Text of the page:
I’m changing jobs. How do I cover all of my bases financially?
One of the key values of financial planning is having a planner proactively guiding you through the ups and downs of your life. We help you anticipate life transitions and make sure you are financially prepared for them. One of the most common transitions each of us will face in life is changing jobs. In fact, the Bureau Of Labor Statistics reported that individuals between 50 and 60 have now held an average of 11.9 jobs from age 18 to age 50, with nearly half of those jobs being held from ages 18 to 24.
This isn’t necessarily a bad thing. For most, their career and resulting income are the greatest financial asset they will ever have. If maximizing your professional growth and income potential is limited in your current position, it may be a good financial and life decision to pursue other paths. If you are unhappy in your current position, it is especially important to figure out what you can enjoy as a career and begin the path to make that a reality. Easier said than done of course, but the point is, changing jobs is inevitable and sometimes a necessity in life. Here are some important things you need to consider when you make the change.
Don’t forget about your old retirement plan, if you had one! What you can do with your old plan will vary depending on the type of retirement account. However, most can be rolled over to an IRA or to a new plan with your new employer. Regardless, make sure you reach out to your human resources department to go over all of your options. Of course, having a trusted financial planner to help guide you never hurts.
Don’t forget about your new retirement plan, if you can participate in one! After you’ve figured out what to do with your old plan, it’s equally important to get setup on your new plan. At a minimum, you should try to max out your new company’s match, if they have one, and set up an appropriate investment allocation. Again, this will depend on the type of plan available to you and its characteristics. Never leave free money on the table!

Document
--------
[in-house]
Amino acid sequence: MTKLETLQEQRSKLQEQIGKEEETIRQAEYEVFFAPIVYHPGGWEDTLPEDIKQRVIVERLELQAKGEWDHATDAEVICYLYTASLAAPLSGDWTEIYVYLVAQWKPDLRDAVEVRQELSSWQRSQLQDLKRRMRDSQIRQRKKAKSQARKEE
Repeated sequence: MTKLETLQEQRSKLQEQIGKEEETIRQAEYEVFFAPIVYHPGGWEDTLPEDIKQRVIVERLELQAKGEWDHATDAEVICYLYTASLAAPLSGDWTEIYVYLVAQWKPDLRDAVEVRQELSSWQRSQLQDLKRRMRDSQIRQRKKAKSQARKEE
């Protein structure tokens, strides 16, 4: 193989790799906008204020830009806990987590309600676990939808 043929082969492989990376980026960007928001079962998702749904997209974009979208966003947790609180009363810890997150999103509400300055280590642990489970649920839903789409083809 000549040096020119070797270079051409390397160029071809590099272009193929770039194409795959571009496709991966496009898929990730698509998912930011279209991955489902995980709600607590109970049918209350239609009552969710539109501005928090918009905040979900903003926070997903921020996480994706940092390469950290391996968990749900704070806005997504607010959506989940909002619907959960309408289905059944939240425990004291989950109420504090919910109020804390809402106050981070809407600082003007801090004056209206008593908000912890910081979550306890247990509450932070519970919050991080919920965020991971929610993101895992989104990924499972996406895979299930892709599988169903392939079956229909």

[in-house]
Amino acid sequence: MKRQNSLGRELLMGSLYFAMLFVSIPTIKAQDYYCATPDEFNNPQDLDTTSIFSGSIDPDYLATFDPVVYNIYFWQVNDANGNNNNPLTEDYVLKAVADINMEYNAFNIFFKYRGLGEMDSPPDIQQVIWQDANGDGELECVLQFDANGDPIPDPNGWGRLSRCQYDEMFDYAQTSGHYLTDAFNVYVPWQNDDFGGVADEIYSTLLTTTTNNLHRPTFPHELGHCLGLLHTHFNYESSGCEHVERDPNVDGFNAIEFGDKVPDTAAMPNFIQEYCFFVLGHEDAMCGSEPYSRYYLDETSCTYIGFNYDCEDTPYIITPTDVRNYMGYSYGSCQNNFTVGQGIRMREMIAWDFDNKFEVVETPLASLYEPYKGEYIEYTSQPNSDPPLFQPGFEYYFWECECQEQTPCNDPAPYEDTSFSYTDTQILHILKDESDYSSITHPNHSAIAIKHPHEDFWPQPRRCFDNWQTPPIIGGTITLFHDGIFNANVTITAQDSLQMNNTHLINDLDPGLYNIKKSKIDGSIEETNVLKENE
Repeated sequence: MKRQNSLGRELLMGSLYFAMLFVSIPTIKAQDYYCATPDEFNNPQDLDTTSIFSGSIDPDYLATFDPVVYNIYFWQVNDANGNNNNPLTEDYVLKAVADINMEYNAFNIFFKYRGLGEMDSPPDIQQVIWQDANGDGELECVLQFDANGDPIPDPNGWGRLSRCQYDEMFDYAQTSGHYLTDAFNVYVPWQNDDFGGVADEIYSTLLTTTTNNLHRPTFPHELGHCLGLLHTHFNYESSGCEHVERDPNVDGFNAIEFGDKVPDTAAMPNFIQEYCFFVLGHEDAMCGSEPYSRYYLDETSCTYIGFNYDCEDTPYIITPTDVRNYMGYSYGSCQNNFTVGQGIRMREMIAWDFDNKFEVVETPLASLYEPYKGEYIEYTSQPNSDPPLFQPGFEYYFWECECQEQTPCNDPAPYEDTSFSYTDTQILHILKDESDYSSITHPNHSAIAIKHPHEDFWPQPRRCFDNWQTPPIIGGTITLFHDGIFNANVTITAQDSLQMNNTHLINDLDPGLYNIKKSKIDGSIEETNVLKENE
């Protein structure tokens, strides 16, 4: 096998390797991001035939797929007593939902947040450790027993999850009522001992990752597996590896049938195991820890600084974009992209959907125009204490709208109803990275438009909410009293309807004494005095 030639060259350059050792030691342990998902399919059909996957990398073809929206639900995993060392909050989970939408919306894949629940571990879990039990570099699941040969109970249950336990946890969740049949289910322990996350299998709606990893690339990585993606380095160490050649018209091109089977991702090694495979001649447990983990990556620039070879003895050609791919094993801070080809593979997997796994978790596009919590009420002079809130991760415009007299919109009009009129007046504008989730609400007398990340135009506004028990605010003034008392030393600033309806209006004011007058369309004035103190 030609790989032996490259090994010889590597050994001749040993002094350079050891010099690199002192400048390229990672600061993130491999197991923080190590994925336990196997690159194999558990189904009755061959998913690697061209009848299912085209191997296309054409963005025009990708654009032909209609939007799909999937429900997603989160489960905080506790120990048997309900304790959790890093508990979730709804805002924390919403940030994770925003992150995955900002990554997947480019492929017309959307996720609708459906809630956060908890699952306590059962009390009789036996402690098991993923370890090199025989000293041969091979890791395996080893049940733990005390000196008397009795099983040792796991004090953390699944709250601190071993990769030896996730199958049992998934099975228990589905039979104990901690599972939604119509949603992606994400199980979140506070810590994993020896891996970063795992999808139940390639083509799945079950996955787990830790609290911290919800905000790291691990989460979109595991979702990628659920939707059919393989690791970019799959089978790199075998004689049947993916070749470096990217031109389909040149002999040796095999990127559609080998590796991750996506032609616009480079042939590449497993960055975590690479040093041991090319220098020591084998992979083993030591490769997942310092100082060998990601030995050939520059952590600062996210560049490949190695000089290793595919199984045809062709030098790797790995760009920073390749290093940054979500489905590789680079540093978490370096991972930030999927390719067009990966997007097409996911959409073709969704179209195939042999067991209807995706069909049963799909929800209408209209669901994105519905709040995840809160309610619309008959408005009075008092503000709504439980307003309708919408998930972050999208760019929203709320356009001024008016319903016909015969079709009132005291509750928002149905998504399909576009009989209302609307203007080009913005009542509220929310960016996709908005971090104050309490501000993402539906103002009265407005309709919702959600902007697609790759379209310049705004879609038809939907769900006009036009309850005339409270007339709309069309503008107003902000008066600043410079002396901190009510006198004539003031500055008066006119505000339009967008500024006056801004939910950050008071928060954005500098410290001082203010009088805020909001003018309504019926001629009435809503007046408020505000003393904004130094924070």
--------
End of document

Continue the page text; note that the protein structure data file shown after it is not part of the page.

Your Insurance Benefits
Retirement accounts are a fairly well-known employer benefit. However, there are often other benefits available to you that are forgotten or overlooked. The most significant of those are probably your insurance options. The important pieces to keep in mind and look for are health insurance, life insurance, disability insurance, and vision and dental insurance.
Each of these are important to both your physical and financial health. We all need health insurance. Getting it through your employer will almost assuredly be cheaper than an individual policy. The same is true for vision and dental insurance, if you will regularly use each. For life insurance, generally there is only a need if you are married, have children, or have someone else who is dependent on your income. Again, a trusted financial planner can help you determine how much you potentially need.
I want to touch on disability insurance as well. This is often an overlooked form of insurance but can be one of the most important. If you are ever unable to work, you would lose your primary source of income. Again, your career and the resulting income are often your greatest financial asset. It makes sense to insure that asset. Typically, annual premiums are fairly affordable (1-3% of your income), especially considering the alternative of being unable to work and having no replacement income. Don’t overlook this important piece of your insurance planning!
For each of these benefits, it’s important to make a comparison between what you were previously receiving and the options available to you moving forward.
Budgeting and cash flow probably have the largest impact on your financial success, and changing jobs can significantly affect each. Salary is important, but your retirement savings options and insurance benefits tie into your overall budget as well. It’s important to compare previous costs with your new costs and figure out exactly what the difference in your take home income after those items are expensed out will be. Then account for that difference in your overall budget. Always live within your means. Yes, your cash flow has a large impact on your finances, but fortunately it’s one of the areas of your life where you have a decent amount of control. So stay proactive and make good spending decisions.
Maximizing Your Human Capital
As I mentioned at the start, if maximizing your professional growth and income potential is limited in your current position, it may be a good financial decision to pursue other paths. It’s important to maximize your human capital throughout your life. However, this transition can be a stressful and arduous one. But if you keep these things in mind, and maybe have the assistance of a trusted financial planner, you will make it through and hopefully be all the better for the change.
That doesn’t mean it will be a piece of cake. My wife and I have gone through her transitioning into two different full-time positions in less than a year. While it’s a lot to tackle, you can handle it. Please contact me if you think I can assist you in any way and remember the words of Winston Churchill: “If you’re going through hell, keep going.”